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Cutaneous T-cell Lymphoma (CTCL)

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Updated April 30, 2014

What is Cutaneous T-Cell lymphoma?:

Cutaneous T-Cell Lymphoma (CTCL) is the name given to lymphoma of the skin. It arises from T-cells, a type of lymphocyte or white blood cell. It is not a single disease, but a group of different lymphomas that affect the skin primarily. These include Mycosis fungoides, Sezary syndrome, Reticulum cell sarcoma of the skin and a number of other rare lymphomas.

How does lymphoma affect the skin?:

Lymphoma commonly involves lymph nodes. But lymph cells or lymphocytes are present in all organs of the body. Some T-cells naturally migrate to the skin for protection against infection. The cancer cells of cutaneous T-cell lymphoma also migrate to the skin. Most of the features of CTCL are related to lesions they produce on the skin.

Who is affected by CTCL?:

Cutaneous T-cell lymphoma is a rare variety of Non-Hodgkin Lymphoma (NHL), accounting for only about 1 in 40 newly diagnosed NHL patients. It affects men more commonly than women. Individuals affected are usually in their fifties or sixties. Children are rarely affected. There has been a striking increase in the number of individuals affected by skin lymphoma over the last 3 decades.

What causes Cutaneous T-cell lymphoma?:

Not much is known about the cause of CTCL. Unlike some other types of lymphomas, there is no association with known viruses. Research is underway to throw more light on the cause of this illness.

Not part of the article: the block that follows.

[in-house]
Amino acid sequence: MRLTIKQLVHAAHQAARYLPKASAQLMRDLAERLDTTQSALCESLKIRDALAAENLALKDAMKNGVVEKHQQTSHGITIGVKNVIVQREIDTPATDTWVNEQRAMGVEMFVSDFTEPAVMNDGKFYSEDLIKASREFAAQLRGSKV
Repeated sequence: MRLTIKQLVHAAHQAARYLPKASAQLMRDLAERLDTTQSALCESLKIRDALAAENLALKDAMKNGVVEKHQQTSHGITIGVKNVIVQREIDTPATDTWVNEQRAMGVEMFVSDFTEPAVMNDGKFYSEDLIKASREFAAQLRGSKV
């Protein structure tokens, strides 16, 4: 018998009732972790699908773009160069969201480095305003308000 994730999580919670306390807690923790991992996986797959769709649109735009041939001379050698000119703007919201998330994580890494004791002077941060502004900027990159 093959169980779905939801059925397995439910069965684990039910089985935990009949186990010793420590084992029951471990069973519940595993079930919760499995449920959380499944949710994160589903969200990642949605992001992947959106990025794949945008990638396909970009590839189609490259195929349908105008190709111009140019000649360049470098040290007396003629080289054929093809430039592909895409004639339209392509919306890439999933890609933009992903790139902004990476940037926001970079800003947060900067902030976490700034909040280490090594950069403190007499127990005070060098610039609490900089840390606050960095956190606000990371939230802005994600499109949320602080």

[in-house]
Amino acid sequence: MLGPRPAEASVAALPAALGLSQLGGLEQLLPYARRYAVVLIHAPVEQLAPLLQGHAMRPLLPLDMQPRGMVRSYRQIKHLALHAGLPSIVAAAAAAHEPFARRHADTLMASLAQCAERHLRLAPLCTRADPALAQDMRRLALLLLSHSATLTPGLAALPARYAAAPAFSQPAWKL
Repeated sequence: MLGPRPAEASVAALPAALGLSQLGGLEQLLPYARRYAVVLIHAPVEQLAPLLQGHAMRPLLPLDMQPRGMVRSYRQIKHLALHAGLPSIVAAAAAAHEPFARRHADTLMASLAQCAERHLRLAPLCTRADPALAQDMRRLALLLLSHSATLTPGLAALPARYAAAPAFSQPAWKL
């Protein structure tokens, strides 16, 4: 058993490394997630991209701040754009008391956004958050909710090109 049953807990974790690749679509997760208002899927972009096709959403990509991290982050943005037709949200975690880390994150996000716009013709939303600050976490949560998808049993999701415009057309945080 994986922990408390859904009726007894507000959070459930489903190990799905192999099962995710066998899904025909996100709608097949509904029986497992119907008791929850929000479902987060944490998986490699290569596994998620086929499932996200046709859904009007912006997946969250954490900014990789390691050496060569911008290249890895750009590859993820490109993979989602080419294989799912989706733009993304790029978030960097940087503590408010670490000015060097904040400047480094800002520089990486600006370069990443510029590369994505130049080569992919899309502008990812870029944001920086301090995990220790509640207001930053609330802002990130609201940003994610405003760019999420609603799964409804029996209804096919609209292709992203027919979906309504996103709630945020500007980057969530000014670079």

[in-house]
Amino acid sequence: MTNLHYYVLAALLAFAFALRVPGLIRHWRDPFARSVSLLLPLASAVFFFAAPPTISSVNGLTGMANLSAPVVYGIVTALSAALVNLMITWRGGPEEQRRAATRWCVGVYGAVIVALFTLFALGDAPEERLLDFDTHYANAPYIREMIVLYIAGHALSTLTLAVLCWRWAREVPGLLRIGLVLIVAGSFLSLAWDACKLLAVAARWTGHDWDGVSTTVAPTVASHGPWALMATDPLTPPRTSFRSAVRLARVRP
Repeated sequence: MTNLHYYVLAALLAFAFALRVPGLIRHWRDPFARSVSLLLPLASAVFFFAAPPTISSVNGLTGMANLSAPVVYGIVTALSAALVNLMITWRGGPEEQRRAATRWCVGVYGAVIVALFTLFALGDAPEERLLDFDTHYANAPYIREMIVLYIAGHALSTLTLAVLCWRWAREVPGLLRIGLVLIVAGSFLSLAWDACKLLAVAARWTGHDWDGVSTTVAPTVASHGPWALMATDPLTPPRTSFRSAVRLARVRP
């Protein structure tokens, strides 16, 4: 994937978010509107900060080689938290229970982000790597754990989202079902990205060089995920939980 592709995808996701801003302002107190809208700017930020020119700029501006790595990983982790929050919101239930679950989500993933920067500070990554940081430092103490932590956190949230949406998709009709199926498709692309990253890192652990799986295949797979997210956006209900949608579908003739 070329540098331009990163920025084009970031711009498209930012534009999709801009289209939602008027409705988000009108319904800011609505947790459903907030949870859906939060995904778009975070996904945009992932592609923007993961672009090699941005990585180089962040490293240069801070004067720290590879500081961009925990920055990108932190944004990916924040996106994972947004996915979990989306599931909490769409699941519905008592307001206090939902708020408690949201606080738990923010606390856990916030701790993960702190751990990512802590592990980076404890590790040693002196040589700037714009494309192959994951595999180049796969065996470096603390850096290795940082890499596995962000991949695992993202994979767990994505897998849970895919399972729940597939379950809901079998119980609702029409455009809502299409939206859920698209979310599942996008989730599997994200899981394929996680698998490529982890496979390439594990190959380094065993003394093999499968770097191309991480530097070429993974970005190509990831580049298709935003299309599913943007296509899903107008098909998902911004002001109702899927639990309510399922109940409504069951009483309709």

What are the symptoms of skin lymphoma?:

The first symptoms of skin lymphoma are dry scaly skin, a red rash and itching. The rashes are more common in areas that remain covered with clothes. Some individuals may first notice red or dark patches on the skin. These symptoms are not specific for lymphoma and most people are often first treated for more common skin conditions before lymphoma is suspected.

As the disease progresses, the red patches may become elevated – these are called plaques. Plaques may later turn into nodular or bumpy tumors. In advanced disease, ulcers can develop over these lesions. Disease may also spread to the nodes or other organs.

How is cutaneous T-cell lymphoma diagnosed?:

A skin biopsy is required to diagnose lymphoma of the skin. The biopsy sample is seen under the microscope to identify lymphoma cells. A number of other tests including tests for lymphoma markers (immunohistochemistry) and lymphoma genes are required to find out the type of lymphoma. CT scans or other imaging tests may be done to locate the extent of the disease.

Treatment of cutaneous T-cell lymphoma:

Treatment of skin lymphoma is quite different from that of most other lymphomas. The treatment strategy depends on the extent of skin involvement, the type of skin lesion and the involvement of nodes or other body organs.

Many types of treatment are used:

  • Chemotherapy agents applied on the skin
  • Total skin electron beam therapy – a type of radiation treatment
  • Psoralen and ultraviolet A rays
  • Ultraviolet B rays
  • Bexarotene – both as a gel as well as tablets
  • Denileukin Difitox
  • Interferon alpha
  • Chemotherapy by injections or pills

For details, see the article Cutaneous T-cell Lymphoma Treatment.

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